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Balancing steroidal hormone cascade in treatment-resistant veteran soldiers with PTSD using a fermented soy product (FSWW08): A pilot study

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Abstract

A clinical study was conducted to determine steroidal hormone cascade in the blood to relate them to mental performance with the Clinician-Administered PTSD scale (CAPS), serum lipid concentrations, and steroidal hormones, particularly cortisol, testosterone, estradiol, dehydroepiandrosterone (DHEA), and pregnenolone, in treatment-resistant male veterans with combat-related chronic posttraumatic stress disorder (PTSD) before and after consumption of a special fermented soy formulation (FSWW08). Admitted veterans in the study were resistant to conventional psychological and pharmacological therapies. Ten treatment-resistant soldiers with combat-related PTSD (according to the FSWW08 increased blood levels of steroids, such as testosterone, estradiol, and particularly the adrenal hormones cortisol and androstenediol. Decreased steroidal hormones from the upper part of the hormone cascade, such as cholesterol, DHEA, and pregnenolone were experienced. The arteriosclerotic risk was reduced (cholesterol, 280±35 to 205±22 mmol/L, p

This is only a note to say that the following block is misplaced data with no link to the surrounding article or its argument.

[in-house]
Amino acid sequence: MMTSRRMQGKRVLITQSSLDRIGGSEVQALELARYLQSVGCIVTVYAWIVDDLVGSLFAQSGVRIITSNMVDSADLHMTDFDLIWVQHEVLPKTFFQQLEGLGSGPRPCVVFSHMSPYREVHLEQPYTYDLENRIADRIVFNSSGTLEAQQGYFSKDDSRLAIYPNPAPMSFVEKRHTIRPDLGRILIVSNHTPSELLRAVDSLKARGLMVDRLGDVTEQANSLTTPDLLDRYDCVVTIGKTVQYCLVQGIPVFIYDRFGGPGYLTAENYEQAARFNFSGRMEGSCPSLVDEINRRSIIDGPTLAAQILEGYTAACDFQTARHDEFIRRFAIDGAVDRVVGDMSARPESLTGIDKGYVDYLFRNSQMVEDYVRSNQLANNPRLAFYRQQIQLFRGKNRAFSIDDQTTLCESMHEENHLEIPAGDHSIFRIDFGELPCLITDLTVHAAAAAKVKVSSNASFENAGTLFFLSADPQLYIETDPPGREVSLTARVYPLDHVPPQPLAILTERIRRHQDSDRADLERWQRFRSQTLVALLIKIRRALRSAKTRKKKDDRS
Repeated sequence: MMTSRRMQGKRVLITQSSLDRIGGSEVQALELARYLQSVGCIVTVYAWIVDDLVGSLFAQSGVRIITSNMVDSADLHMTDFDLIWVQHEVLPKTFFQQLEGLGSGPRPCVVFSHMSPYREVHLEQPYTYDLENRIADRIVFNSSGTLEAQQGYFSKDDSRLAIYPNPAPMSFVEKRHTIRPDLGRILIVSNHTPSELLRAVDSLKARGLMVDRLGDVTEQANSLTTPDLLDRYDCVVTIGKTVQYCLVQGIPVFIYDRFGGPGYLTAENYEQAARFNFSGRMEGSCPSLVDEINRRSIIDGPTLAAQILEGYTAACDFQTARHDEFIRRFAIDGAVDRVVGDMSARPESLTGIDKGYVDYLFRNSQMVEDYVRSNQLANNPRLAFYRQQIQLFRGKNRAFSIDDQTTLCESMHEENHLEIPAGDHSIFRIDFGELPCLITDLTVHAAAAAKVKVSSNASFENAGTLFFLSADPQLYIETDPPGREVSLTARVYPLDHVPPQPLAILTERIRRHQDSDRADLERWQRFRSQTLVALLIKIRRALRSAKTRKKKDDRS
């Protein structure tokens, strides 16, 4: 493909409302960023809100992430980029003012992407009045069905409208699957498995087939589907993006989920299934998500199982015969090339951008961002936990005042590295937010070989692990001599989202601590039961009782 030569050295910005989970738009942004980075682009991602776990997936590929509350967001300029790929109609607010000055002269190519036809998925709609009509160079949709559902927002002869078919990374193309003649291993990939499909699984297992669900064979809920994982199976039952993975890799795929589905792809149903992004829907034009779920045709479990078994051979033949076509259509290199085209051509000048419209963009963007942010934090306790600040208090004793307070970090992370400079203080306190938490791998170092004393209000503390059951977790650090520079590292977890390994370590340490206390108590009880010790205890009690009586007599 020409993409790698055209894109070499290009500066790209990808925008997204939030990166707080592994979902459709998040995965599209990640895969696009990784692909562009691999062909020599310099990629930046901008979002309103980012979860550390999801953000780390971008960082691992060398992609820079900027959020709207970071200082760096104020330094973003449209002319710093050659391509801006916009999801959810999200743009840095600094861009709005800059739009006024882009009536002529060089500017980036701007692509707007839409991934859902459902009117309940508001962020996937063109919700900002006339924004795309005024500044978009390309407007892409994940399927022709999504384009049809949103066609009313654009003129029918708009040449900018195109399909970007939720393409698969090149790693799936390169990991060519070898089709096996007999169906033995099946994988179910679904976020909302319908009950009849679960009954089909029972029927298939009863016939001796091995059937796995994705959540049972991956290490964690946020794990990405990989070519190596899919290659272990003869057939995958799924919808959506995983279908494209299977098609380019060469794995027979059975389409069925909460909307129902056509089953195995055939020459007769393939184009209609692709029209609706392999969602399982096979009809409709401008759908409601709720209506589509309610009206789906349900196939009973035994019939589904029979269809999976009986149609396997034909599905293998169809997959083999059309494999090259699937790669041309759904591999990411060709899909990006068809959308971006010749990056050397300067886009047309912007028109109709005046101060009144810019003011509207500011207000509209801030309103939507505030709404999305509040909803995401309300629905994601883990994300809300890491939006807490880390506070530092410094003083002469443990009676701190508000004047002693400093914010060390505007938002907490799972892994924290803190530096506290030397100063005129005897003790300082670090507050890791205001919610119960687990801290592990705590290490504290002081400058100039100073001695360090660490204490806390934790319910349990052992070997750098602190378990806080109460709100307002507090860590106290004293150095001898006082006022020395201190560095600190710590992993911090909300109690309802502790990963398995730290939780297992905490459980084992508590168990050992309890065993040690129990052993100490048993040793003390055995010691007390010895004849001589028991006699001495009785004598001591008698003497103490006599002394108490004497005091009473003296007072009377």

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... It is only recently that the steroidal hormone cascade in the blood of treatment-resistant armed forces veterans suffering from post traumatic stress disorder (PTSD) was investigated [7]. These patients not only suffered from mental disorders, including sleep deprivation, stress, anxiety attacks, and reduced sexual desires, but also suffered from a series of co-pathologies, including metabolic diseases, and immune system aberrations leading to viral infections and inflammation of the joints and/or stomach [7]. ...